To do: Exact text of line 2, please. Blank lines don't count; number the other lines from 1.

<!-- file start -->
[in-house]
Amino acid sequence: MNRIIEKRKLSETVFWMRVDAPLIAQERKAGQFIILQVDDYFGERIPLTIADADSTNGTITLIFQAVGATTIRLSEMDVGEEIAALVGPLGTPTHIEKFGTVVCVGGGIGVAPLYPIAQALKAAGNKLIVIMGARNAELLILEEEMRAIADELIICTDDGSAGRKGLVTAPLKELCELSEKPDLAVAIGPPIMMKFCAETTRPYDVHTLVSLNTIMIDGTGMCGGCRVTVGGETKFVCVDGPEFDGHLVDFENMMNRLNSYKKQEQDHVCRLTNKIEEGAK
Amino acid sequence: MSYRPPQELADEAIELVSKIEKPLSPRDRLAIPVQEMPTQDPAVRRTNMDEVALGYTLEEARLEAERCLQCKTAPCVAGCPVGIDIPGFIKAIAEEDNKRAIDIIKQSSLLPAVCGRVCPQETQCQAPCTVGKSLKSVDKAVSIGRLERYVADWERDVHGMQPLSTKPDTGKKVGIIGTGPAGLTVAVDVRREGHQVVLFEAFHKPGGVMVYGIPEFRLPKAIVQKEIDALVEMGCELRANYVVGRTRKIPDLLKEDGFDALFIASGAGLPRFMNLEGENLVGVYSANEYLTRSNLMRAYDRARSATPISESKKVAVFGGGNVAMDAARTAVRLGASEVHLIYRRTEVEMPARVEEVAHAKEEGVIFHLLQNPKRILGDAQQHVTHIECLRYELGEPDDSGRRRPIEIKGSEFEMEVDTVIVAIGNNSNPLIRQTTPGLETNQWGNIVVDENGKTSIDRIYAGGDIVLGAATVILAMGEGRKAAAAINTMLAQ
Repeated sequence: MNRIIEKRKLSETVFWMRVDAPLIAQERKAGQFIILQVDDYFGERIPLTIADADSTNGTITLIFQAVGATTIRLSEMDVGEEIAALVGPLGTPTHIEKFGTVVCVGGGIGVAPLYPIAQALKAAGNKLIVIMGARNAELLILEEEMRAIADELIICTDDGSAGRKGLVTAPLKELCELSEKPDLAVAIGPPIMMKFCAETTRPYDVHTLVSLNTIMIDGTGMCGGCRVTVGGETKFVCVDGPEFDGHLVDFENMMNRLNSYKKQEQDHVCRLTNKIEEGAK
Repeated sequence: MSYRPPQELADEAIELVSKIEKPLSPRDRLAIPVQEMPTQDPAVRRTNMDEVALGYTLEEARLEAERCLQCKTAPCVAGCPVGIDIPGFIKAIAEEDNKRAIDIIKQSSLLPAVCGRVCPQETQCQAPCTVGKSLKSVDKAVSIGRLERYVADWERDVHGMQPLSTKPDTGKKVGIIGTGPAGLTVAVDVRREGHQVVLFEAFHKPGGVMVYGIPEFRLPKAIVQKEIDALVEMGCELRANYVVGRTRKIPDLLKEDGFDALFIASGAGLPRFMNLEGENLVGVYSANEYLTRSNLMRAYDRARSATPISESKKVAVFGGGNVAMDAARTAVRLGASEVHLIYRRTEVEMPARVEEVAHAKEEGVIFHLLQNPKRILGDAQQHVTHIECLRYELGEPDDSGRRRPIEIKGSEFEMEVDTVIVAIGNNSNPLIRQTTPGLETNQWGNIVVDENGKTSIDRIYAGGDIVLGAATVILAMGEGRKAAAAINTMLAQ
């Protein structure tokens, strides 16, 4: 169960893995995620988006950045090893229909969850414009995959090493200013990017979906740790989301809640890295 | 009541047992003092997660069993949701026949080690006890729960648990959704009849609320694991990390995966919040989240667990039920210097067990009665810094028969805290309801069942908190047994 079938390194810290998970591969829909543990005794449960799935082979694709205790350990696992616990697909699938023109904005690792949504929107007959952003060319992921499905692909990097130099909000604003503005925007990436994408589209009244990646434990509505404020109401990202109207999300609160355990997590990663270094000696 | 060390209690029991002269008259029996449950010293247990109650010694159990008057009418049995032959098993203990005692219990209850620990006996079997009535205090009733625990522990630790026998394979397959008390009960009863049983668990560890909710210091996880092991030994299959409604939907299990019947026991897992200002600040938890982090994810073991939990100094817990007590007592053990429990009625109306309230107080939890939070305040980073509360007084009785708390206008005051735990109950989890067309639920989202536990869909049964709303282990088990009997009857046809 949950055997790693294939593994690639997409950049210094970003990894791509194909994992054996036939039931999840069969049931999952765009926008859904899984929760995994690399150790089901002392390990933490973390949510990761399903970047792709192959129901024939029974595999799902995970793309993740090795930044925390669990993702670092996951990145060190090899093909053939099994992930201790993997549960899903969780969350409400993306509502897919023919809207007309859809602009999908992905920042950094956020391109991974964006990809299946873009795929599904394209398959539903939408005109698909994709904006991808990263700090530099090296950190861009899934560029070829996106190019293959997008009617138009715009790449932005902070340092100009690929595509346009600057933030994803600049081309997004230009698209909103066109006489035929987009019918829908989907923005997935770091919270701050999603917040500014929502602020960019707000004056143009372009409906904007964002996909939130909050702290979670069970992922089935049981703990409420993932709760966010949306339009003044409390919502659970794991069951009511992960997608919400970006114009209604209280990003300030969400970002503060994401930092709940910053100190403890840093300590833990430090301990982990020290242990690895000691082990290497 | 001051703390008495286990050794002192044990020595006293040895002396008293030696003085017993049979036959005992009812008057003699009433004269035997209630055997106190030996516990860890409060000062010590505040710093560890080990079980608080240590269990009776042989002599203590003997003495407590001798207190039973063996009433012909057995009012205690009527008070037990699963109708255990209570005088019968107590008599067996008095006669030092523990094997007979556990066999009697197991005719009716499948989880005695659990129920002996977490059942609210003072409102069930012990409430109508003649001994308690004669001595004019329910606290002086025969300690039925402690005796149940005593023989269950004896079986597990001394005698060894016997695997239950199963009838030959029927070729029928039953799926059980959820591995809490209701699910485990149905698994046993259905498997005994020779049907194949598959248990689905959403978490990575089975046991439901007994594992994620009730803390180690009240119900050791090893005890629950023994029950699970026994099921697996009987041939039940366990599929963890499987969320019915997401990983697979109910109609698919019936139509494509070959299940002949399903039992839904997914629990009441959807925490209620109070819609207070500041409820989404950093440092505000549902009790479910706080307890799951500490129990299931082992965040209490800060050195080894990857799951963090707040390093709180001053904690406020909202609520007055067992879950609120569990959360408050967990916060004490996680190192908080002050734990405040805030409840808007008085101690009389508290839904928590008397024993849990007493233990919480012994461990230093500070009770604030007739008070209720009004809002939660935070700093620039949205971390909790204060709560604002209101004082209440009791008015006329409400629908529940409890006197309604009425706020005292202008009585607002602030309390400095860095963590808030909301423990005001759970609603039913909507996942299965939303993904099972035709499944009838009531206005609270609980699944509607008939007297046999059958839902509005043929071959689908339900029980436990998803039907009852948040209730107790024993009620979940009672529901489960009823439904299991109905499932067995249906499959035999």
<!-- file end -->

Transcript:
Amino acid sequence: MNRIIEKRKLSETVFWMRVDAPLIAQERKAGQFIILQVDDYFGERIPLTIADADSTNGTITLIFQAVGATTIRLSEMDVGEEIAALVGPLGTPTHIEKFGTVVCVGGGIGVAPLYPIAQALKAAGNKLIVIMGARNAELLILEEEMRAIADELIICTDDGSAGRKGLVTAPLKELCELSEKPDLAVAIGPPIMMKFCAETTRPYDVHTLVSLNTIMIDGTGMCGGCRVTVGGETKFVCVDGPEFDGHLVDFENMMNRLNSYKKQEQDHVCRLTNKIEEGAK